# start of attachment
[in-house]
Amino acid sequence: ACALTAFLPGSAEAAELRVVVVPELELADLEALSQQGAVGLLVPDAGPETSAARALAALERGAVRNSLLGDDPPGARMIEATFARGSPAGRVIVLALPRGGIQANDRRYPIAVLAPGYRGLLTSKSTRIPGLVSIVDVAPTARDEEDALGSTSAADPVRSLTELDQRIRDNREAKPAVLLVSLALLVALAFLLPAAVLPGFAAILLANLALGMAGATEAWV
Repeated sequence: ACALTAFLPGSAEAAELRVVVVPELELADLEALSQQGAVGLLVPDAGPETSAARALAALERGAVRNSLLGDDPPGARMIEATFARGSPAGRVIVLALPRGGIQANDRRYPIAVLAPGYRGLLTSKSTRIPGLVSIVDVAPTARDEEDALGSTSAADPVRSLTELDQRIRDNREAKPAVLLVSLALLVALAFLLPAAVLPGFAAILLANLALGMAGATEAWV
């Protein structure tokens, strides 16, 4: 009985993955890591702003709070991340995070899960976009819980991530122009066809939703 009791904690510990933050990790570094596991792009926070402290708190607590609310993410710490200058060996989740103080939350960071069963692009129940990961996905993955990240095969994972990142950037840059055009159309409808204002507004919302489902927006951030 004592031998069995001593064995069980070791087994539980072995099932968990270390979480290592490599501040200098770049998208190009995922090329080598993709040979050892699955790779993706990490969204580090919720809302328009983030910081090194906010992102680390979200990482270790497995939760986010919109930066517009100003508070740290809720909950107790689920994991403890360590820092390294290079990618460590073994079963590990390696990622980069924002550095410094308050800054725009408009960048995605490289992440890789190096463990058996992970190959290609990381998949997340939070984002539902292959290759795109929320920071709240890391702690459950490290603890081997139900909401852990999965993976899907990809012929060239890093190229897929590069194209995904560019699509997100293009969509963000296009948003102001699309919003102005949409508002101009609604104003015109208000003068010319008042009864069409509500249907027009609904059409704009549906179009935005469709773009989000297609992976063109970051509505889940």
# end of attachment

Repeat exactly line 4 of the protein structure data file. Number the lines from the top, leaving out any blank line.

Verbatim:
């Protein structure tokens, strides 16, 4: 009985993955890591702003709070991340995070899960976009819980991530122009066809939703 009791904690510990933050990790570094596991792009926070402290708190607590609310993410710490200058060996989740103080939350960071069963692009129940990961996905993955990240095969994972990142950037840059055009159309409808204002507004919302489902927006951030 004592031998069995001593064995069980070791087994539980072995099932968990270390979480290592490599501040200098770049998208190009995922090329080598993709040979050892699955790779993706990490969204580090919720809302328009983030910081090194906010992102680390979200990482270790497995939760986010919109930066517009100003508070740290809720909950107790689920994991403890360590820092390294290079990618460590073994079963590990390696990622980069924002550095410094308050800054725009408009960048995605490289992440890789190096463990058996992970190959290609990381998949997340939070984002539902292959290759795109929320920071709240890391702690459950490290603890081997139900909401852990999965993976899907990809012929060239890093190229897929590069194209995904560019699509997100293009969509963000296009948003102001699309919003102005949409508002101009609604104003015109208000003068010319008042009864069409509500249907027009609904059409704009549906179009935005469709773009989000297609992976063109970051509505889940």